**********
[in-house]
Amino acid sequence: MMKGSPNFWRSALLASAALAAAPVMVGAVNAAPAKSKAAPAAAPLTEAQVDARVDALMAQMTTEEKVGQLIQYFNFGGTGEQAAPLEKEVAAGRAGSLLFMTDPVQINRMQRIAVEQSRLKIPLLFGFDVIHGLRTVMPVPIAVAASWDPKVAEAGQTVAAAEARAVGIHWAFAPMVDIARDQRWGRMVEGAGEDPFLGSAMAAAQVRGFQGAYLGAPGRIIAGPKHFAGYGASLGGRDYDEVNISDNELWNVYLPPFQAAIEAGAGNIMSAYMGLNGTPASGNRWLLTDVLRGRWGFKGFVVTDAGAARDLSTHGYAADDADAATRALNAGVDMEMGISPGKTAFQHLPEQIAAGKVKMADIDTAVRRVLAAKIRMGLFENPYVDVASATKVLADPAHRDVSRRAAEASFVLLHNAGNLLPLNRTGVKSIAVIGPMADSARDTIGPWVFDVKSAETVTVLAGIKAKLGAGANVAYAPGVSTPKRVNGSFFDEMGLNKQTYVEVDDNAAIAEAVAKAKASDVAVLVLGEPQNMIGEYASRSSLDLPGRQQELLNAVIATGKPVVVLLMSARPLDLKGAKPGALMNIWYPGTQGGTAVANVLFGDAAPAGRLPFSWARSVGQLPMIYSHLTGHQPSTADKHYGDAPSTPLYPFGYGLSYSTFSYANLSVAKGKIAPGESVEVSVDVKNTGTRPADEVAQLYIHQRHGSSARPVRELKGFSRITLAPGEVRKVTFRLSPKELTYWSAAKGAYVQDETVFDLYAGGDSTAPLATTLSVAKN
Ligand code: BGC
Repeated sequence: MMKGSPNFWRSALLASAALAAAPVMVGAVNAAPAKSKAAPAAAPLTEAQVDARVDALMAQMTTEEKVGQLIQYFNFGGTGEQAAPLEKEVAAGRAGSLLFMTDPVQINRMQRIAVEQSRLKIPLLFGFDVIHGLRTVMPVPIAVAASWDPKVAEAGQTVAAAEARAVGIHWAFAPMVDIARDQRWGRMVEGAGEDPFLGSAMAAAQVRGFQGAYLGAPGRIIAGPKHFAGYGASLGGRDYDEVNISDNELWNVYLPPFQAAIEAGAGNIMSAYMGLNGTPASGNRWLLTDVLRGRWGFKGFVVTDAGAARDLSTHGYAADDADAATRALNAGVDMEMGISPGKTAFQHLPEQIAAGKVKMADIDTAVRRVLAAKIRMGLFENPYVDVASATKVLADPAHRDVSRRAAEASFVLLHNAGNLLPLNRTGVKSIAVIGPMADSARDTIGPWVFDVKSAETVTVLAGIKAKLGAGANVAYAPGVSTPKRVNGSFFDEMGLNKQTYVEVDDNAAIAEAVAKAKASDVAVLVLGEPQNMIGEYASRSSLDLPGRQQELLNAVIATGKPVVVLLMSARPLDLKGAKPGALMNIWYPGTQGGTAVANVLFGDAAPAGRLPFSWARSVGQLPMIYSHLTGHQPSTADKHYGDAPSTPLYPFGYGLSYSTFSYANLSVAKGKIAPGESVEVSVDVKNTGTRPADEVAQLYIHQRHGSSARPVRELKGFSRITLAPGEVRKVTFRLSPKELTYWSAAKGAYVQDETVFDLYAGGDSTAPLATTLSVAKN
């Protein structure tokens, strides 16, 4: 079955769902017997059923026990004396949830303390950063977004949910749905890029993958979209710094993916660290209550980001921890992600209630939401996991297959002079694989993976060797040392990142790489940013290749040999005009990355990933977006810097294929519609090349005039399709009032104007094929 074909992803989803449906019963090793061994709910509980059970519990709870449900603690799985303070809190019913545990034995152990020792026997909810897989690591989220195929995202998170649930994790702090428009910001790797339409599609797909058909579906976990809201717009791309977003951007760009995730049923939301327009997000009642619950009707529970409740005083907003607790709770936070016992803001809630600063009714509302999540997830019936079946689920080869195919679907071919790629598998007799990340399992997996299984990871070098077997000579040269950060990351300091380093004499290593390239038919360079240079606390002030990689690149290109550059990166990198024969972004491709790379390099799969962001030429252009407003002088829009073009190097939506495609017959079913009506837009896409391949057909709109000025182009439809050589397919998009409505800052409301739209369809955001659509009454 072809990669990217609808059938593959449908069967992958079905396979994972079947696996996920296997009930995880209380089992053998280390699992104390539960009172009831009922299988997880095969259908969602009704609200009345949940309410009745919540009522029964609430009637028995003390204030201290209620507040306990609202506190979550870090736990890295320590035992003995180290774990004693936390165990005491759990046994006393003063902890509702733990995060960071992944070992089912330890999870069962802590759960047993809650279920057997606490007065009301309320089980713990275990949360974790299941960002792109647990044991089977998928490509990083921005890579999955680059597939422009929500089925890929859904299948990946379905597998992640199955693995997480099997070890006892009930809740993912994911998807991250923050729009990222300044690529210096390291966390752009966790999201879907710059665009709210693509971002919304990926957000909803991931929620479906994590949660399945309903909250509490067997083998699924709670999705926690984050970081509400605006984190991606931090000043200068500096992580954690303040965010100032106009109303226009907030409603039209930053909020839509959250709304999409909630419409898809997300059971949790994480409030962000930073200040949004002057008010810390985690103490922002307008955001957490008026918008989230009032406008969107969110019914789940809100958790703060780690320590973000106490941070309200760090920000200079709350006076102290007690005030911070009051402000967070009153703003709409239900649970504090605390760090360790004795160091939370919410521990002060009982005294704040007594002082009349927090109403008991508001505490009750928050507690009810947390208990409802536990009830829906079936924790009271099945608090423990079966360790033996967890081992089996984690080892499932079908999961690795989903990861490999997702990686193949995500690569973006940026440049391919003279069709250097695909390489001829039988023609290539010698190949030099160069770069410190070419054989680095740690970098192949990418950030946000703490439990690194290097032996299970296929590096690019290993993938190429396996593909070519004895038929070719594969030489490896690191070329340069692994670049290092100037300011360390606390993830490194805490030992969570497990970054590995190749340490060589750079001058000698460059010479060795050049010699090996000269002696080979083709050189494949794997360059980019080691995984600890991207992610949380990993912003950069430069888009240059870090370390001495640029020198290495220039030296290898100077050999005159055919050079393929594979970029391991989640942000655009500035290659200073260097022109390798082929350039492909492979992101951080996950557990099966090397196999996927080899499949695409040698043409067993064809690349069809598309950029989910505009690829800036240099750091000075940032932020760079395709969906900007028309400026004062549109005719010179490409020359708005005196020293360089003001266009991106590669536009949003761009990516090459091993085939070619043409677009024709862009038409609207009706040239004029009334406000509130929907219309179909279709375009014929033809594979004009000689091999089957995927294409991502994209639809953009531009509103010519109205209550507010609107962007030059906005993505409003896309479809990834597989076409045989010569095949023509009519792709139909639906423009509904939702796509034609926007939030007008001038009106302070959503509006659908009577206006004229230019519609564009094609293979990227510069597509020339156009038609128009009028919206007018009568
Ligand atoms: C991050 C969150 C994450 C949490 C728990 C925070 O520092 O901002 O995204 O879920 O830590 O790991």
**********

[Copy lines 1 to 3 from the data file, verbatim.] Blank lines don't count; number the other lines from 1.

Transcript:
[in-house]
Amino acid sequence: MMKGSPNFWRSALLASAALAAAPVMVGAVNAAPAKSKAAPAAAPLTEAQVDARVDALMAQMTTEEKVGQLIQYFNFGGTGEQAAPLEKEVAAGRAGSLLFMTDPVQINRMQRIAVEQSRLKIPLLFGFDVIHGLRTVMPVPIAVAASWDPKVAEAGQTVAAAEARAVGIHWAFAPMVDIARDQRWGRMVEGAGEDPFLGSAMAAAQVRGFQGAYLGAPGRIIAGPKHFAGYGASLGGRDYDEVNISDNELWNVYLPPFQAAIEAGAGNIMSAYMGLNGTPASGNRWLLTDVLRGRWGFKGFVVTDAGAARDLSTHGYAADDADAATRALNAGVDMEMGISPGKTAFQHLPEQIAAGKVKMADIDTAVRRVLAAKIRMGLFENPYVDVASATKVLADPAHRDVSRRAAEASFVLLHNAGNLLPLNRTGVKSIAVIGPMADSARDTIGPWVFDVKSAETVTVLAGIKAKLGAGANVAYAPGVSTPKRVNGSFFDEMGLNKQTYVEVDDNAAIAEAVAKAKASDVAVLVLGEPQNMIGEYASRSSLDLPGRQQELLNAVIATGKPVVVLLMSARPLDLKGAKPGALMNIWYPGTQGGTAVANVLFGDAAPAGRLPFSWARSVGQLPMIYSHLTGHQPSTADKHYGDAPSTPLYPFGYGLSYSTFSYANLSVAKGKIAPGESVEVSVDVKNTGTRPADEVAQLYIHQRHGSSARPVRELKGFSRITLAPGEVRKVTFRLSPKELTYWSAAKGAYVQDETVFDLYAGGDSTAPLATTLSVAKN
Ligand code: BGC